Sudanese President Omar al-Bashir stands accused of genocide and crimes against humanity. But on Sunday, he met with Egyptian President Mohamed Morsy in Cairo, where he received a dignified welcome at the presidential palace. A number of human rights organizations including Amnesty International urged Morsy to cancel the meeting — which covered regional concerns as well as important bilateral issues like livestock trade and water rights in the Nile basin — or arrest the Sudanese leader upon his arrival. “If Egypt welcomes Omar Al-Bashir it will become a safe haven for alleged perpetrators of genocide,” Amnesty wrote in a press release.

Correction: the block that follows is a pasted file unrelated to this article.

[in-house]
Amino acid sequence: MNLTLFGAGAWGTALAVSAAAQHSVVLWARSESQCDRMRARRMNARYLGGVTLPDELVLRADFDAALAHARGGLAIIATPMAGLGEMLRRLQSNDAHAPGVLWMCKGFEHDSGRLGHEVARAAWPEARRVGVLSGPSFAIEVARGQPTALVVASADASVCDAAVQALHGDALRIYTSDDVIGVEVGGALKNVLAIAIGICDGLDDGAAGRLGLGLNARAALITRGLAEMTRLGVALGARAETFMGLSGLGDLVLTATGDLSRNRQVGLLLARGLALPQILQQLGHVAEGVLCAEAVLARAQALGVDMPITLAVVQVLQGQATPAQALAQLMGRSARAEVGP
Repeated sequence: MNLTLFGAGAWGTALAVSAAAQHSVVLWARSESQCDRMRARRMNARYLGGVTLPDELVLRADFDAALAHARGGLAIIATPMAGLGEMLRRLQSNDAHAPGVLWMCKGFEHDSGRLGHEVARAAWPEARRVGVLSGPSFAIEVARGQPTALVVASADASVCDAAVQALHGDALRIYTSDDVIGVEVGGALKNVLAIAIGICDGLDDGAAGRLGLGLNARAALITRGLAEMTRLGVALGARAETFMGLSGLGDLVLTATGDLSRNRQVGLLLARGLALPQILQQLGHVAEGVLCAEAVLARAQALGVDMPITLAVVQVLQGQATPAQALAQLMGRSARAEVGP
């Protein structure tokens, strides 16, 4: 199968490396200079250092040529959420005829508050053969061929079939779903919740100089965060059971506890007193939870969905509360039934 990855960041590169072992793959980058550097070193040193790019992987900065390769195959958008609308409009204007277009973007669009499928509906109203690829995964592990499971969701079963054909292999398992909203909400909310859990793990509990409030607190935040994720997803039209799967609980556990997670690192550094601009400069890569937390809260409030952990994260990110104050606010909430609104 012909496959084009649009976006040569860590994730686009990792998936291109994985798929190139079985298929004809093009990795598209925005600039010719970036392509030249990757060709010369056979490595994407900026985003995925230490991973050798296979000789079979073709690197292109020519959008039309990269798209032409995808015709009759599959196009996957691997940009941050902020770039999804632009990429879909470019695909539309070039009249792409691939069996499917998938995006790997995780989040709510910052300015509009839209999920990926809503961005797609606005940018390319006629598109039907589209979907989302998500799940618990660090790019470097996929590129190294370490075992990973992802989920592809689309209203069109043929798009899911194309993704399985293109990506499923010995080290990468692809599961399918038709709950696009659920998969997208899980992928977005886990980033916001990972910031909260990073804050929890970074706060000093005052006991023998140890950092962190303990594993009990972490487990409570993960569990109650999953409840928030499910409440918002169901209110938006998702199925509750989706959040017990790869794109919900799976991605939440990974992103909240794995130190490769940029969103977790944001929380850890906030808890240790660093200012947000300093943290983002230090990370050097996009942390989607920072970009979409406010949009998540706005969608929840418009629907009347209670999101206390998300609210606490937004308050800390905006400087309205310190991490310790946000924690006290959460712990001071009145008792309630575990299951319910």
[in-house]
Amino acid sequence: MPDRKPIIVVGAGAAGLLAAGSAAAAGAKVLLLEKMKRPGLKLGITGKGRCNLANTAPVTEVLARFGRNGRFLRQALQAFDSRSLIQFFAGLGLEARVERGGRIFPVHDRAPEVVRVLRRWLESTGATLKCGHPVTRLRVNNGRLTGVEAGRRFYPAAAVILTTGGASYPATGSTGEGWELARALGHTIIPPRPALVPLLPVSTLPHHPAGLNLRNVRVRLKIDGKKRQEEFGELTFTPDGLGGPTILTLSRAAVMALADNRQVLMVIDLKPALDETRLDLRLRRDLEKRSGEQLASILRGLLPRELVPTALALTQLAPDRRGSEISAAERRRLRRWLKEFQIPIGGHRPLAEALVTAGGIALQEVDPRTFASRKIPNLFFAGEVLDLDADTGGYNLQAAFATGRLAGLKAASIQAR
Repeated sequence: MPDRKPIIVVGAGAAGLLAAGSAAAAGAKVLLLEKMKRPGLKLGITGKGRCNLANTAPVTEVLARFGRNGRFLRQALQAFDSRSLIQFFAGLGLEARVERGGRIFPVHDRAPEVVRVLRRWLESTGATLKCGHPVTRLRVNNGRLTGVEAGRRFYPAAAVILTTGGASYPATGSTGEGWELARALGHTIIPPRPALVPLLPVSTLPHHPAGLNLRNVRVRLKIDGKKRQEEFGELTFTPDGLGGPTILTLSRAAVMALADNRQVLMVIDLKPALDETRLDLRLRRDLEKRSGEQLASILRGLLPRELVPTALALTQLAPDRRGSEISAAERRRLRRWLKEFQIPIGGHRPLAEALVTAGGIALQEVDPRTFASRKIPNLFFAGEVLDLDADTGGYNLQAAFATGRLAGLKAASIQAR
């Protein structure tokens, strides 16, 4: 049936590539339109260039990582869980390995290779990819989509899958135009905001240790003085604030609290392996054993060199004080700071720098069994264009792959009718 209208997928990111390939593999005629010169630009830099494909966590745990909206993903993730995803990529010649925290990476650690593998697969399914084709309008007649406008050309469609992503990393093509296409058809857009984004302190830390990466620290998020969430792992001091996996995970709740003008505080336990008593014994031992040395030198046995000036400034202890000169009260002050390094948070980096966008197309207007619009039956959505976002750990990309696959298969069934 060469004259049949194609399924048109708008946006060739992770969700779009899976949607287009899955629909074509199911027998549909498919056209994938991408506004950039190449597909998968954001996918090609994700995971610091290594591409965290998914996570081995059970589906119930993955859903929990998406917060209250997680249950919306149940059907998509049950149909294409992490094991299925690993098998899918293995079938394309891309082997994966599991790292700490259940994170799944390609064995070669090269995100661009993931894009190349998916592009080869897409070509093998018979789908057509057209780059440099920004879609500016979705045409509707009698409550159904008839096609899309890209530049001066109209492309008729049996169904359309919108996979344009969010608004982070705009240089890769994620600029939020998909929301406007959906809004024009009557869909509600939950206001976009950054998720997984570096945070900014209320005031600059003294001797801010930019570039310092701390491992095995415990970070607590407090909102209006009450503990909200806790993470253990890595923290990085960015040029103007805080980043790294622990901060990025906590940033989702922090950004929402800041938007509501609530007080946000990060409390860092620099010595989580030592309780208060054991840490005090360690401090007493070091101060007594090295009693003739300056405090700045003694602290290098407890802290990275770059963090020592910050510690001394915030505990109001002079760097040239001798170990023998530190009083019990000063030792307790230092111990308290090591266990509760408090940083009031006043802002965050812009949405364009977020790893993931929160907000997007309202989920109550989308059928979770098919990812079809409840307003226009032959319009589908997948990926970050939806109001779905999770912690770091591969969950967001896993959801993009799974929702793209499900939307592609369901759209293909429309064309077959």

Bashir, who was indicted by the International Criminal Court (ICC) in March 2009 for crimes against humanity and then again in July 2010 for three counts of genocide, cannot travel in much of the world for fear of being extradited to the Hague. But Egypt is not a signatory to the Rome Statute — Jordan, Djibouti, and Comoros are the only members of the Arab League to ratify the ICC’s founding charter — and U.N. Security Council 1593, which referred the Sudanese crisis to the ICC’s special prosecutor, merely “urges” non-signatories to “cooperate fully” with the criminal investigation.
Posted by Theodore Shoebat